ShareThis Page

Little Free Library making a large impact

| Wednesday, Dec. 26, 2012, 8:58 p.m.
Hannah McNulty, a junior at Pine-Richland High School, created 'The Little Free Library' on Fox Meadow Drive.
Pine Creek Journal
Hannah McNulty, a junior at Pine-Richland High School, created 'The Little Free Library' on Fox Meadow Drive. Submitted

Picture a big birdhouse with a door — full of books.

That's how Nicol Lachimia describes the Little Free Library in her Pine neighborhood.

“I think it's an amazing idea,” Lachimia said about the new gathering place for children of all ages in her Fox Meadow housing plan.

Lachimia's two children, ages 8 and 10, sometimes visit the little library more than once a day.

It sits on a post next to a patch of woods on Fox Meadow Drive. It's the brainchild of Hannah McNulty, 16, a junior at Pine-Richland High School.

“I wanted to encourage reading throughout the community,” said Hannah, a member of her school's civic-minded Key Club. “I wanted to do a story to encourage other people to do Little Free Libraries.”

The Little Free Library in Fox Meadow welcomes borrowers of all ages.

A lower shelf offers books for children. A second shelf offers books for teenagers and adults.

“You're supposed to give books back, or put new ones in,” Hannah said.

But no one tracks the titles' whereabouts.

Hannah's uncle — Bradford Mooney of Heritage Restorations in Worthington, Armstrong County — built the free-standing, log cabin-style library with a tin roof. It features strips of wood from straight-growing hornbeam, maple and witch hazel trees, according to Mooney.

“He built the whole thing from scratch,” said Hannah, daughter of Andrew and Leslie McNulty of Fox Meadow Drive.

Hannah's dad installed the small book emporium. Lachimia's children call it “Mr. Drew's library.”

“They were trying to explain to me how it was in our neighborhood, but I couldn't fathom how ‘Mr. Drew' built a library in our neighborhood,” Lachimia said. “I had no idea what they were talking about, but they couldn't wait to go back, and they kept showing up at our house with books.”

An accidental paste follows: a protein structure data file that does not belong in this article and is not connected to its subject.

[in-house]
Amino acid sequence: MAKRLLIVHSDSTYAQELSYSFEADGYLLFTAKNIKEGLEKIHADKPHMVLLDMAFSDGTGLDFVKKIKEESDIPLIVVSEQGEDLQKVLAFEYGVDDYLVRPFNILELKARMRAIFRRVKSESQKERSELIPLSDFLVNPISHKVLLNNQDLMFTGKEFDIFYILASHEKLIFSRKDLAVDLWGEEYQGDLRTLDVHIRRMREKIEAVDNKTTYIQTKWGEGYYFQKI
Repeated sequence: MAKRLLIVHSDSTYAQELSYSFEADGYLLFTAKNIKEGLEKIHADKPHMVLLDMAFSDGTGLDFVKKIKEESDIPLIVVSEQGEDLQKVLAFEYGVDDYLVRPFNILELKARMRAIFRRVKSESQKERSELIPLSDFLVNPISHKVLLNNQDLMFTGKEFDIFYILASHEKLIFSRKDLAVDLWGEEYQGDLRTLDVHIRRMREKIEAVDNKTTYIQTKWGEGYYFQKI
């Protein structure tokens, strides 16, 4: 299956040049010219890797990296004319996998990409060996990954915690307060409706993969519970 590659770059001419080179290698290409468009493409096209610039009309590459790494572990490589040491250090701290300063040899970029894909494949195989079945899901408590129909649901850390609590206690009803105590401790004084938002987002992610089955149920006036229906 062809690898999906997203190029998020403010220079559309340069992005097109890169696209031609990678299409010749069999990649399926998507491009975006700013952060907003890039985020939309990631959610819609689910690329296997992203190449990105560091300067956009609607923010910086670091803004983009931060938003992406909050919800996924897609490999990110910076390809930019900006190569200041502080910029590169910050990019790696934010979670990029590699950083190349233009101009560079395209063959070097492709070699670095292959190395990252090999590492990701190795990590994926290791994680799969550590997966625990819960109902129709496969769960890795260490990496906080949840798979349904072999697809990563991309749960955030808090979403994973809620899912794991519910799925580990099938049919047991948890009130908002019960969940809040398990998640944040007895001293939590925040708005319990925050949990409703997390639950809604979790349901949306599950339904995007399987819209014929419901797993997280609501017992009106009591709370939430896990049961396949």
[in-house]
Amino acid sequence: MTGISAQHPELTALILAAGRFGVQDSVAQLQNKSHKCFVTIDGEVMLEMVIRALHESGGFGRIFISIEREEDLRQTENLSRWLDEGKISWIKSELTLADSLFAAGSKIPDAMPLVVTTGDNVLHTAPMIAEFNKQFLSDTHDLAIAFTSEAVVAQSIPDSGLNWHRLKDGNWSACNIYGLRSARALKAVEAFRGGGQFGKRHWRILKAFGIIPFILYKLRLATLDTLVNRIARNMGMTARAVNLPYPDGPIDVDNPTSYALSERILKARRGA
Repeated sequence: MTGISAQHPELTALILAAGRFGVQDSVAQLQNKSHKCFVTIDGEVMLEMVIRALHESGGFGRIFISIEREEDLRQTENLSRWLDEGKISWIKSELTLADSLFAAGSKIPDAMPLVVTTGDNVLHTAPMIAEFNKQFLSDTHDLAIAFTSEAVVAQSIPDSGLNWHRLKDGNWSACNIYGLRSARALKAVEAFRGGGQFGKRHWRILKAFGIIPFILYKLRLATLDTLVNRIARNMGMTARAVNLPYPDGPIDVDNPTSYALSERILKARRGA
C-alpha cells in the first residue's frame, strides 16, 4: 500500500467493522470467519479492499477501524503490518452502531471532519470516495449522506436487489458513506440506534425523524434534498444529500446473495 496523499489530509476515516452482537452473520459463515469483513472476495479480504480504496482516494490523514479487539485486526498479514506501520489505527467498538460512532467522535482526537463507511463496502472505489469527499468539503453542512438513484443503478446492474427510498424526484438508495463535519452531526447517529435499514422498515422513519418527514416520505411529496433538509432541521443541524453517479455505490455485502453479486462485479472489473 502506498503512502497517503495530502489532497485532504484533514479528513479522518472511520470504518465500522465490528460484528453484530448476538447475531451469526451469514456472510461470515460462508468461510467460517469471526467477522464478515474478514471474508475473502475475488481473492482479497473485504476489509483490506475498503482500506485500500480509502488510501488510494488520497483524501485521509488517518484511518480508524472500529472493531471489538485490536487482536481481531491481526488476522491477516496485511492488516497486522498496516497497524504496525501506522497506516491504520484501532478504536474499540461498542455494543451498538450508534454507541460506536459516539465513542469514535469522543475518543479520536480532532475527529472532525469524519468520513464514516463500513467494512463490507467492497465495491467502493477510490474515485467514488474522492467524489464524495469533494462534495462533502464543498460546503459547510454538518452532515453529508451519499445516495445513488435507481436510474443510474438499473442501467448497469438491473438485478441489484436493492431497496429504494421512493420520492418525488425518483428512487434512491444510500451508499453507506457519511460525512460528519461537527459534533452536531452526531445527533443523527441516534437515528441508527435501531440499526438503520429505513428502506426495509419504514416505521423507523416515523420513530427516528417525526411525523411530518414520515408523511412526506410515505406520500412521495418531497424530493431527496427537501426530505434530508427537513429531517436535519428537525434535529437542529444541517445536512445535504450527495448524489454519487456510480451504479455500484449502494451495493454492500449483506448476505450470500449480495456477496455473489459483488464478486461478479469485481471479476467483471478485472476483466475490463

Lachimia reads to her children nightly and appreciates the little library's proximity to her home.

“To have something that you can walk to in the neighborhood is so handy,” she said.

Debbie Crnarich, president of the Fox Meadow Homeowners Association, suggested the library's location on circular Fox Meadow Drive, the main drag through a plan of about 115 homes.

“It's been a great project,” Crnarich said. “What a great idea to promote reading.”

The Little Free Library on Fox Meadow Drive is among a network of Little Free Libraries founded in 2009 as program of the nonprofit Wisconsin Partners for SustainAbility, according to the network's online site:

Deborah Deasy is a staff writer for Trib Total Media. She can be reached at 724-772-6369 or

TribLIVE commenting policy

You are solely responsible for your comments and by using you agree to our Terms of Service.

We moderate comments. Our goal is to provide substantive commentary for a general readership. By screening submissions, we provide a space where readers can share intelligent and informed commentary that enhances the quality of our news and information.

While most comments will be posted if they are on-topic and not abusive, moderating decisions are subjective. We will make them as carefully and consistently as we can. Because of the volume of reader comments, we cannot review individual moderation decisions with readers.

We value thoughtful comments representing a range of views that make their point quickly and politely. We make an effort to protect discussions from repeated comments either by the same reader or different readers

We follow the same standards for taste as the daily newspaper. A few things we won't tolerate: personal attacks, obscenity, vulgarity, profanity (including expletives and letters followed by dashes), commercial promotion, impersonations, incoherence, proselytizing and SHOUTING. Don't include URLs to Web sites.

We do not edit comments. They are either approved or deleted. We reserve the right to edit a comment that is quoted or excerpted in an article. In this case, we may fix spelling and punctuation.

We welcome strong opinions and criticism of our work, but we don't want comments to become bogged down with discussions of our policies and we will moderate accordingly.

We appreciate it when readers and people quoted in articles or blog posts point out errors of fact or emphasis and will investigate all assertions. But these suggestions should be sent via e-mail. To avoid distracting other readers, we won't publish comments that suggest a correction. Instead, corrections will be made in a blog post or in an article.